Wednesday, March 20, 2013
Trauma and Gayl Jones’ Corregidora
By Briana Whiteside
In Unclaimed Experience: Trauma, Narrative, and History, Cathy Caruth borrows Freud’s psychoanalytic theory of trauma—from Beyond the Pleasure Principle—and applies it to literature and movies. She asserts, “trauma is understood as a wound inflicted not upon the body but upon the mind,” and “that knowing and not knowing are entangled in the language of trauma and in the stories associated with it.” If scholars consider the parallel of Caruth’s observations of trauma theory and Gayl Jones’ Corregidora, we will be more equipped to understand Ursa’s continuous mental breakdown surrounding events that she is forced to share but never experience.
Caruth writes, “one’s own trauma can be tied up with the trauma of another…through the very possibility and surprise of listening to another’s wound.” If we assume Caruth is correct, it would explain how the undying request of Ursa’s gram and great-gram “to make generations”—to spread the horrors of old man Corregidora, and to adopt a belief that all men are evil—continues to haunt and manipulate her thoughts, actions, and relationships.
Ursa’s story unfolds as she revisits her marriage to Mutt Thomas, a jealous tobacco field worker who wants Ursa to stop singing once they marry “so he could support me [her].” She refuses to give up her place on stage and one evening, Mutt arrives drunk and in a struggle with Ursa, pushes her down the stairs forcing her to abort her pregnancy and have a hysterectomy, which destroys her duty as a Corregidora woman “to make generations.” If we read Caruth alongside of Corregidora, we see how the traumatic event of abortion gives agency to the stories of gram and great gram to interject in the life of Ursa.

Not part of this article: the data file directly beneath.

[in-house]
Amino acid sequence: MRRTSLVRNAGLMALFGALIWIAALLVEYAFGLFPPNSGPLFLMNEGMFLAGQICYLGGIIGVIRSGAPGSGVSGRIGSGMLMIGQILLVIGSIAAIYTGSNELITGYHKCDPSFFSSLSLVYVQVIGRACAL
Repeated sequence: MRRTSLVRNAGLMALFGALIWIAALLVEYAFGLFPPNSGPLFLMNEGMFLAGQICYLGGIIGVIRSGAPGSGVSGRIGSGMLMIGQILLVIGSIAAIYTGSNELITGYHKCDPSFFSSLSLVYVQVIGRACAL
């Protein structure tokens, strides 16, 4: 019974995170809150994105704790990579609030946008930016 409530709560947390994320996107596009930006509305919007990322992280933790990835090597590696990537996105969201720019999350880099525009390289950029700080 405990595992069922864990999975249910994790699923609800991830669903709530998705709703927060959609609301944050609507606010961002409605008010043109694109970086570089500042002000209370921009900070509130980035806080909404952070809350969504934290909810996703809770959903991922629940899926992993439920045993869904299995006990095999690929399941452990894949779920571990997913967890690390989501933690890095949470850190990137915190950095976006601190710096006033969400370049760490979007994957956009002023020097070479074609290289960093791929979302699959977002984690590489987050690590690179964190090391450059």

Although Ursa bears the Corregidora name like her mother and grandmother, she is not Corregidora’s child—“the only Corregidora woman who has a different father.” She remarks, “they squeezed Corregidora into me, and I sung back in return…I am not Corregidora’s daughter. Look at me.” Ursa’s difficulty to adopt the hatred of men—via old man Corregidora’s actions—is overshadowed by her need to sing and fulfill the duty to “make generation” in order to keep the cycle of men bashing alive. It seems that through the theory of trauma Ursa would be able to speak what would otherwise be unspeakable in social contexts—the fact that her mother and grandmother were both fathered by the same man.
Caruth goes on to declare that, “the act of survival, as the experience of trauma, is the repeated confrontation with the necessity and impossibility of grasping the threat to one’s own life.” Ursa’s inability to uphold and pass down the generational curse of the Corregidora women victimizes her until she finds a way to rid herself of the family curse—her survival rests in submission to love that destroys the family lineage.
Briana Whiteside is a graduate student in English at SIUE and a contributing writer for the Black Studies Program.